Dr. Neil Nathan:

Sure. They all have. At this point of my life, what I really want to do is share what I’ve learned.

That is the single most important thing to me. I think we’ve learned enough, that we could help literally millions of suffering people, but that knowledge has not trickled into conventional medicine. My hope is that we will bridge that gap and bring what we have learned so that we can help so many people who are in great need.

Dr. Sandeep Gupta:

Absolutely. I note that you’ve had your own radio program or podcasts, the Cutting Edge of Health and Wellness Today, and you’ve also published several books, including the recent one called, Toxic: Heal Your Body from Mold Toxicity, Lyme Disease, Multiple Chemical Sensitivities, and Chronic Environmental Illness. I imagined writing a book like that must’ve also been quite a journey that it took you through, in terms of just bringing all that information into such a digestible form as you have.

Dr. Neil Nathan:

Well, thank you. That book was a labor of love, but I also had written several books previously, which created a model that I could build on. I love writing, that’s not difficult for me and I lucked into a fabulous publishing company and editor who loved the project and everyone put their creative juices into it. That book I think, has really helped countless people to understand why they’re sick and what they need to do about it.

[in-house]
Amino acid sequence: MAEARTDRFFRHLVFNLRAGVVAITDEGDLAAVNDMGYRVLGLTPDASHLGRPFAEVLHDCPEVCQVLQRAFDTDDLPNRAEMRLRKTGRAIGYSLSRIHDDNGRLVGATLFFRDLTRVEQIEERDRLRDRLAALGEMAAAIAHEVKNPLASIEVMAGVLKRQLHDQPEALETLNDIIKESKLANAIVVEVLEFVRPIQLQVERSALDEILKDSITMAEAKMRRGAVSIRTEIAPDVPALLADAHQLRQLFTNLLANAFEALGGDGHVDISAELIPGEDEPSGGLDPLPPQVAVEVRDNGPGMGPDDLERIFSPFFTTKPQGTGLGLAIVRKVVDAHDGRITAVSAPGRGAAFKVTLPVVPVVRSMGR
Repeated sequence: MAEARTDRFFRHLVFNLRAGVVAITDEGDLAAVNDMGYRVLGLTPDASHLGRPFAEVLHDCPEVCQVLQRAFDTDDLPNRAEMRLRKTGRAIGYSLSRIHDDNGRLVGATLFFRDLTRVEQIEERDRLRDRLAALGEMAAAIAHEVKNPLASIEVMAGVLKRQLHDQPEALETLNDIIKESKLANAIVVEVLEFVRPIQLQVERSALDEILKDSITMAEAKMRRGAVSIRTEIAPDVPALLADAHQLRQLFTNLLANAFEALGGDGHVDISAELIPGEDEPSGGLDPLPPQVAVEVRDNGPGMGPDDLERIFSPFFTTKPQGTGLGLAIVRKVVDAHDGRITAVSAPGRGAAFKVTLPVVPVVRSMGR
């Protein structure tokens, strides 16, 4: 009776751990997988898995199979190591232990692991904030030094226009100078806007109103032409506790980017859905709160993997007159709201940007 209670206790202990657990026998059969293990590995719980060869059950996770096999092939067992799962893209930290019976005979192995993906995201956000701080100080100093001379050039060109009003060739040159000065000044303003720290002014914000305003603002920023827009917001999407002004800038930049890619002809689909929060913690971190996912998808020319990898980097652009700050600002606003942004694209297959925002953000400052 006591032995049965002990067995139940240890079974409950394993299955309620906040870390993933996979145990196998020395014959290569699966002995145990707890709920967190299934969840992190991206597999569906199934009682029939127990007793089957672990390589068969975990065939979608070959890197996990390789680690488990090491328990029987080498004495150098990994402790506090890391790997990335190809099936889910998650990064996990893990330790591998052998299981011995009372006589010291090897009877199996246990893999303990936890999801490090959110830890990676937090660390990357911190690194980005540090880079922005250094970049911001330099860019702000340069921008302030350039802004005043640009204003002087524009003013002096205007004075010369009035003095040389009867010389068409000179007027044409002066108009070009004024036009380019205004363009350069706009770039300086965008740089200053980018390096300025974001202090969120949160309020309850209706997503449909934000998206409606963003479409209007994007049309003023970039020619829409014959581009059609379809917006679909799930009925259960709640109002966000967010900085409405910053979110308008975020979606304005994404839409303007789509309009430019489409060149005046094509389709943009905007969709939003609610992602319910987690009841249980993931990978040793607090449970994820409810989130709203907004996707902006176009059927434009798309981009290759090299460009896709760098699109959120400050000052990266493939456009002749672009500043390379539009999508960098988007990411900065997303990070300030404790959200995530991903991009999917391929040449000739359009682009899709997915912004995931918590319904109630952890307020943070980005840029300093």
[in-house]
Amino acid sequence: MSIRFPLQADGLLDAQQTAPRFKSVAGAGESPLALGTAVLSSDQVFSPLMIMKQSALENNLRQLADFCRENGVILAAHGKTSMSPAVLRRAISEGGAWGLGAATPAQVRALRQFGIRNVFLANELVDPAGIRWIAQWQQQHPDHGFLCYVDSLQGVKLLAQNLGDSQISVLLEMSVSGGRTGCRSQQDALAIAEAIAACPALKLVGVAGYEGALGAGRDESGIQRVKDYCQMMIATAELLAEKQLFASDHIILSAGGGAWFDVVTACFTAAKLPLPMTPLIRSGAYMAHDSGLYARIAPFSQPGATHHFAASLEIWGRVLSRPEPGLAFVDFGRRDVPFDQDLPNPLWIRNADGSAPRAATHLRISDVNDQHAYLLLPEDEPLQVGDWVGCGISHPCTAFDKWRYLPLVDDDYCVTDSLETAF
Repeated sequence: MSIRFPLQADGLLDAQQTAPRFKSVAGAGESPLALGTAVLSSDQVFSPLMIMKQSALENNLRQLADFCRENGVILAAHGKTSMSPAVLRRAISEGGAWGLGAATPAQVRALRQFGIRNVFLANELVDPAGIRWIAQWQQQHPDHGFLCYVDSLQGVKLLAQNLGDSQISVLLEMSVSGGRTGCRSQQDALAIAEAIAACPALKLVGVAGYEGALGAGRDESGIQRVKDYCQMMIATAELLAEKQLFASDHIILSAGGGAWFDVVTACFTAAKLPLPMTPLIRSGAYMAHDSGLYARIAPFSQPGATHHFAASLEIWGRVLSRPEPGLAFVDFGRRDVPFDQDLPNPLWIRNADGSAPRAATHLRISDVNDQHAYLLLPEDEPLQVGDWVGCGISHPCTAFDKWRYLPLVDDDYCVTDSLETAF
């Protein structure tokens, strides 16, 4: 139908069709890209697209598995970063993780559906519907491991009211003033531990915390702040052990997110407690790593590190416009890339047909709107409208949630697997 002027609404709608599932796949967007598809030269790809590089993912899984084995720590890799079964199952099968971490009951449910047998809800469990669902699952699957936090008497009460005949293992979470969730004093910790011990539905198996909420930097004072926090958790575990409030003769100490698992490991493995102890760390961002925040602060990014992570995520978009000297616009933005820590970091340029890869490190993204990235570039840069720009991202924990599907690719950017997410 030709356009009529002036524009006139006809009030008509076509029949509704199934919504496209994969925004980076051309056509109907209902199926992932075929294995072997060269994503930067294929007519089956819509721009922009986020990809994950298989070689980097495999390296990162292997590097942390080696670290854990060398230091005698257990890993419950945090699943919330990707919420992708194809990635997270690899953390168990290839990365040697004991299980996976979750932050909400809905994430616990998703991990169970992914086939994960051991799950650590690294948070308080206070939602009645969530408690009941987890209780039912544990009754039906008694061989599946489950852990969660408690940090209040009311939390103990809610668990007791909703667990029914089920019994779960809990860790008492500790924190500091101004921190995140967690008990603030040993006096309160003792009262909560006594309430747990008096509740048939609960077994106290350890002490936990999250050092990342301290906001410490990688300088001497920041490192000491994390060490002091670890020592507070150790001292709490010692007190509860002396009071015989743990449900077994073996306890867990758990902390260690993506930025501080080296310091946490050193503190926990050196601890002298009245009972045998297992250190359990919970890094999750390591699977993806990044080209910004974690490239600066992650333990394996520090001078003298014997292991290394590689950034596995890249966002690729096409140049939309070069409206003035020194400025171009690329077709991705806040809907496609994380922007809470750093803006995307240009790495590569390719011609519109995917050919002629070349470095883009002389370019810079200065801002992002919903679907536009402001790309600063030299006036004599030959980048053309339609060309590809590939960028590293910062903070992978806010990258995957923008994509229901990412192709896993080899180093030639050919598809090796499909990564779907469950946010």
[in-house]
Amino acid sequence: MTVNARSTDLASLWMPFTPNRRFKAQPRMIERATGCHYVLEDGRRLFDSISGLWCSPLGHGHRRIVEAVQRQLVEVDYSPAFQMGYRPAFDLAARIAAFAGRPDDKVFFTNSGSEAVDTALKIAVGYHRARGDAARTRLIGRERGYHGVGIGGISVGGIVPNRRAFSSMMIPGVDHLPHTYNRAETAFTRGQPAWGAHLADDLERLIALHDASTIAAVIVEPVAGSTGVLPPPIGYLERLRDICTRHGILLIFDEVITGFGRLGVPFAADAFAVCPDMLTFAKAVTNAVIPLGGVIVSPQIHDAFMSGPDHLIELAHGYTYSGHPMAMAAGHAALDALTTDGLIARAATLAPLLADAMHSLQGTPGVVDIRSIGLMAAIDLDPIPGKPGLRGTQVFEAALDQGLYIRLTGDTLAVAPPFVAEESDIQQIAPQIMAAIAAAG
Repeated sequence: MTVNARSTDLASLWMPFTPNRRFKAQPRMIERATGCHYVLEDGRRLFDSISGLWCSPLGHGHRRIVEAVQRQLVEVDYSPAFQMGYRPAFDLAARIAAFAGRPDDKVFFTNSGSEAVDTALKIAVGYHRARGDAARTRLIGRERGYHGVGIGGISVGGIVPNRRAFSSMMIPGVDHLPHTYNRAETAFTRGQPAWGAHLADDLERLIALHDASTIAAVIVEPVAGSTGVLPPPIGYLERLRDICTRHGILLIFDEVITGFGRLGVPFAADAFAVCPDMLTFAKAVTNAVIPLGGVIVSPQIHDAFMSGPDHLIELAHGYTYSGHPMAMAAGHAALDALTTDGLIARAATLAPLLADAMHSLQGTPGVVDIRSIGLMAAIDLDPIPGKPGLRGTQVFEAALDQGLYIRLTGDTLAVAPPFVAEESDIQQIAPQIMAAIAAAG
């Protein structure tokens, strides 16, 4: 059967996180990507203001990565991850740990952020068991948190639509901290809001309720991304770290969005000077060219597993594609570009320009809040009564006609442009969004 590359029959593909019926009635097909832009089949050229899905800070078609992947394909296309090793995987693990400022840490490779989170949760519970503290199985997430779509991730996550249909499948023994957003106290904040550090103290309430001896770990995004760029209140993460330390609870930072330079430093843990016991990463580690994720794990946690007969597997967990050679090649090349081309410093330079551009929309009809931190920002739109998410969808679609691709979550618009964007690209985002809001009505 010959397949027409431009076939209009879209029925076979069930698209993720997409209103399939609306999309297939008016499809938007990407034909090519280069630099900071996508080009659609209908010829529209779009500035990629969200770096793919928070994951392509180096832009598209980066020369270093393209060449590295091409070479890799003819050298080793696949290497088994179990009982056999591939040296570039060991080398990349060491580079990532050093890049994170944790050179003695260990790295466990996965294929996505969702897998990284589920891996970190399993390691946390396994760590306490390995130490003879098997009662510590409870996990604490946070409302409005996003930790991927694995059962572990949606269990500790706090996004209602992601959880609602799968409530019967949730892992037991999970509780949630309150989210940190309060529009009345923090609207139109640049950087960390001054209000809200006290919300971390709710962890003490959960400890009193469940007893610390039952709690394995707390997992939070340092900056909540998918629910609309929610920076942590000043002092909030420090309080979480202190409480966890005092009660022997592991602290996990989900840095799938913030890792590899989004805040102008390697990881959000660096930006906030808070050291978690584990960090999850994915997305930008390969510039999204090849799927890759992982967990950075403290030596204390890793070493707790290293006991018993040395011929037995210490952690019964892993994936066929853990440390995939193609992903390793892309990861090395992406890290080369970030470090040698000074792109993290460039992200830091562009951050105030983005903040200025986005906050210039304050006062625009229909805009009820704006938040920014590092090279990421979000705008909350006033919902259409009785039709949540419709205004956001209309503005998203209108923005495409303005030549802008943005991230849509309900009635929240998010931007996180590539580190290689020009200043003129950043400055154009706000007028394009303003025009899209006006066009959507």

For any of your listeners, it’s just called, Toxic. I think it will be helpful for you to really understand the factors that go into making you sick when conventional medicine can’t figure it out.

Dr. Sandeep Gupta:

Very briefly about myself. I actually graduated here in Australia, in Brisbane, from the University of Queensland and I actually worked in intensive care medicine for around five years. I don’t know if I ever told you Dr. Nathan, but around that time, I was in America, and I took a really strong antibiotic, one of the fluoroquinolones for shigella, and I was just never the same, and came home and had massive fatigue, headaches, and a bunch of other symptoms.